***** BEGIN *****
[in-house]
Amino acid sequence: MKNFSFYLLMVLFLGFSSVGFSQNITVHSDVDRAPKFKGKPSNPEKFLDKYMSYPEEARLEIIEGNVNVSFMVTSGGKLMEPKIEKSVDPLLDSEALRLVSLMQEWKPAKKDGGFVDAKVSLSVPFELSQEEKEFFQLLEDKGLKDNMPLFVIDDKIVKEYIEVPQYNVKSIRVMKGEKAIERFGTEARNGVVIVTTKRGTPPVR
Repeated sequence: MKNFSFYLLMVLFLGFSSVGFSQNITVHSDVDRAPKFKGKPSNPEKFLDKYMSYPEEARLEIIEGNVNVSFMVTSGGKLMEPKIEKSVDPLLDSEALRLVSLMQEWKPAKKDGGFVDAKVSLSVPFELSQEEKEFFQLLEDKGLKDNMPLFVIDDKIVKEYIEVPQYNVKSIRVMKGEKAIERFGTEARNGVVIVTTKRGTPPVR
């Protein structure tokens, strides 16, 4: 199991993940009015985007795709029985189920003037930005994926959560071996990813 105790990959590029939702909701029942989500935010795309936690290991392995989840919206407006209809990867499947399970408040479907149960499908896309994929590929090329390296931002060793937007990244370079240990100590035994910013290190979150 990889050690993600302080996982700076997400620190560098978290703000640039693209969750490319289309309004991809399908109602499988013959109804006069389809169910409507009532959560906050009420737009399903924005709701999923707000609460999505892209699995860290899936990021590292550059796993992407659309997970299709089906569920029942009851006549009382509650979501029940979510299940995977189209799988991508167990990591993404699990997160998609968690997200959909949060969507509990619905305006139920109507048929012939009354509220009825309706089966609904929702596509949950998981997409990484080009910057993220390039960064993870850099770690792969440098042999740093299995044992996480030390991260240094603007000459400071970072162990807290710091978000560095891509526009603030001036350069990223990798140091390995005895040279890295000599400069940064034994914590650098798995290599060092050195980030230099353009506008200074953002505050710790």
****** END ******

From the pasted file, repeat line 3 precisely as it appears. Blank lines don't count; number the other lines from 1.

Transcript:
Repeated sequence: MKNFSFYLLMVLFLGFSSVGFSQNITVHSDVDRAPKFKGKPSNPEKFLDKYMSYPEEARLEIIEGNVNVSFMVTSGGKLMEPKIEKSVDPLLDSEALRLVSLMQEWKPAKKDGGFVDAKVSLSVPFELSQEEKEFFQLLEDKGLKDNMPLFVIDDKIVKEYIEVPQYNVKSIRVMKGEKAIERFGTEARNGVVIVTTKRGTPPVR